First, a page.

This was a reality for 17 UI students who participated in the new Arctic Study Program, spending their summer vacation in Stockholm and Svalbard, Norway. The program offered a variety of courses, including literature, art, Arctic history and scientific research.
The beginnings of the Arctic Study Program date back to fall 2010, when representatives of several universities from Illinois and Sweden met at Illinois. As a result, the UI and the Royal Institute of Technology in Stockholm formed a partnership and began creating a study abroad program for students.
“It is amazing that we were able to put all this together in under two years, from the initial idea to the first run of the course,” said Mark Safstrom, a professor of Germanic languages and literature at Illinois and a faculty member in the program. “We are always looking for innovative ways to send students from Illinois on exchange to Scandinavia, and this program was ideal, as it allowed us the chance to offer natural science students a practical way to incorporate study abroad into their busy schedules.”
The 17 students in the program were drawn to it by the new opportunities that awaited them in Sweden and Norway.
“With a background in art history, chemistry and pre-medical studies, I fit well with the multifaceted approach of the program,” said Jane Rivas, a senior from Western Springs, Ill. “Plus, who can pass up the opportunity to go to the North Pole (or pretty close) with the potential to see polar bears?”
Robert Nystrom, a sophomore in atmospheric sciences from Villa Park, Ill., was impressed by the program’s location.
“I wanted to participate in this program for two reasons,” Nystrom said. “The first was to be a part of the fieldwork in the Arctic and the second to experience Scandinavia, and Sweden, in particular,” he said.
The Arctic Study Program has left a positive impact on everyone who was involved.
“The most rewarding aspect of the program was watching the students get excited about making connections among the natural sciences, history and literature,” Safstrom said. “Most of the students who took part in the program from Illinois are majoring in fields within the natural sciences, so I was nervous that it would be a challenge for the students to integrate the historical and literary components of the course with their studies. But they responded enthusiastically to the challenge.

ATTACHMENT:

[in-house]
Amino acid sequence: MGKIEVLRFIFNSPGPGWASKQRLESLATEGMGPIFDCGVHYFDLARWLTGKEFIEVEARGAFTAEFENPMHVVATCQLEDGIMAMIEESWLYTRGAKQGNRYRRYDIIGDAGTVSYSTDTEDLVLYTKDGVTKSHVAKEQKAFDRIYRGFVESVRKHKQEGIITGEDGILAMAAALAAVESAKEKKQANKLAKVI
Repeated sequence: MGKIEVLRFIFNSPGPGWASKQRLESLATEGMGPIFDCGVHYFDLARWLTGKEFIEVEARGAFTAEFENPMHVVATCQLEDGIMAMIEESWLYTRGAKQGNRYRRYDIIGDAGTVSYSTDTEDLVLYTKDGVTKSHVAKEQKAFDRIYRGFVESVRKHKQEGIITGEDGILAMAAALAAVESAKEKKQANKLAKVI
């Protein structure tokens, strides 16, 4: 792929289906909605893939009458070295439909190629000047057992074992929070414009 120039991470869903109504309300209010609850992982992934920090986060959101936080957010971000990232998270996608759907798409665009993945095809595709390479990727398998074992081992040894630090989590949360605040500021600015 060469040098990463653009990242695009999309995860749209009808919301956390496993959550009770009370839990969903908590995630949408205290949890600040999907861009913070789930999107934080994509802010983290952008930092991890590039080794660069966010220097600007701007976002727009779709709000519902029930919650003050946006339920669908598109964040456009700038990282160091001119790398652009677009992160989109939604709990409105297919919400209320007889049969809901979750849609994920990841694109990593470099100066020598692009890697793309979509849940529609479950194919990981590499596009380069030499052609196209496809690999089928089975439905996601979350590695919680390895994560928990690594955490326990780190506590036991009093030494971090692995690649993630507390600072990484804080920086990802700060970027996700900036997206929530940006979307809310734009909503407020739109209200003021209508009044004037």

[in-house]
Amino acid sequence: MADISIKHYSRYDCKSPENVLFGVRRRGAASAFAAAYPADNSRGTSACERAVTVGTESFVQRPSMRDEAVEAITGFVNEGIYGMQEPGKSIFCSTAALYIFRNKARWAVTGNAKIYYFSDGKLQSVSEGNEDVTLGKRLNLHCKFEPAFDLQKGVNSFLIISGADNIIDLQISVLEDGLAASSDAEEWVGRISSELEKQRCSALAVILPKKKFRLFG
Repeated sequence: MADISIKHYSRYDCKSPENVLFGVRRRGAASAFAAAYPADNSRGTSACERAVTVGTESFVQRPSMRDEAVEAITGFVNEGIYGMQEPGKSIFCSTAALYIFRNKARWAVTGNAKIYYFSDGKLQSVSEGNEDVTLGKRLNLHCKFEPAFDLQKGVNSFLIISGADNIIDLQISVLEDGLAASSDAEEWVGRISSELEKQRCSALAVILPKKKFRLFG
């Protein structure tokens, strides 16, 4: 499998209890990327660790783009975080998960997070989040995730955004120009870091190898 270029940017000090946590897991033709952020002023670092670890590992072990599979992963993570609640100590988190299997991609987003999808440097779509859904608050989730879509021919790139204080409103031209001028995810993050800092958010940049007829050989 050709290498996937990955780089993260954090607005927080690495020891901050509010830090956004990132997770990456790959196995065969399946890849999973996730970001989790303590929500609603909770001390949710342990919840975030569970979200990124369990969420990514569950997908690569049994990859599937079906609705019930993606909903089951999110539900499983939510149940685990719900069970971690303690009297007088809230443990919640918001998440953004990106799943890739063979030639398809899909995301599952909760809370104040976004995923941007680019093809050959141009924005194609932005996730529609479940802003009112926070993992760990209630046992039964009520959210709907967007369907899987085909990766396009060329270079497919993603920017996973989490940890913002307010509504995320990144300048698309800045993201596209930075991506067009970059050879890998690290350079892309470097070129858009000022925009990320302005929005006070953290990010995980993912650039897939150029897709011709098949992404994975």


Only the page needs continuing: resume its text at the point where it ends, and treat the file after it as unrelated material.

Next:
… As a teacher, I feel rewarded most when I see students respond to the course material and find it relevant to their overall studies.”
Rivas found the trip rewarding because she was able to connect with people from across the globe.
“This marvelous experience allowed me to interact with Swedish students and other educators in order to learn more about the performers at play within the climate-change dialogue,” she said. “Our various interactions provided me with a new perspective on this topic, as well as the intricate relationship that exists between personal and interpreted perspectives.
This study abroad experience has given me a new insight to how one’s views are shaped by not only historical standpoints, but also by present-day interactions with the environment and individuals with a distinctive message.”
The students also have fond memories of the fun they experienced while abroad.
“The most fun moment of the trip was hiking through Svalbard (in Norway) and experiencing the sublime nature of the Arctic and its tremendous beauty,” Nystrom said.
Likewise for Rivas, a mountain hike will forever be a treasured memory.
“The best memory I have from the trip would have to be our first hike in Longyearbyen (in Svalbard),” she said. “After hiking up to the top of the surrounding mountains, our group decided to rest and eat lunch. Having a picnic lunch on the top of an Arctic mountain while looking down on the surrounding glaciers and town below was truly a once in a lifetime experience.”
Safstrom believes that the success of the inaugural Arctic Study Program demonstrates great promise for its future.
Accordingly, he and his colleagues are working diligently to ensure that future Arctic Study Programs are equally successful.
“We want to make this program more affordable to the students and ensure that it can be an annual event,” he said. “We are trying to engage additional professors on campus to participate in teaching the course, so that we have a variety of academic fields represented. Finally, we want to spend more time out in nature with the students. The only negative feedback we received from students was that they wanted to be closer to nature.”
Although financial challenges may arise in the future, Safstrom is confident that they will be mitigated. “We know we need to continue to work very hard to find the necessary financial support. But we know the Illinois community is up for the challenge.”
Note: The students wrote a blog about their experiences in Sweden.
Author Madeline Ley, of Mundelein, Ill., is a senior majoring in history and communication with a minor in French. She began an internship with the News Bureau in Public Affairs in May.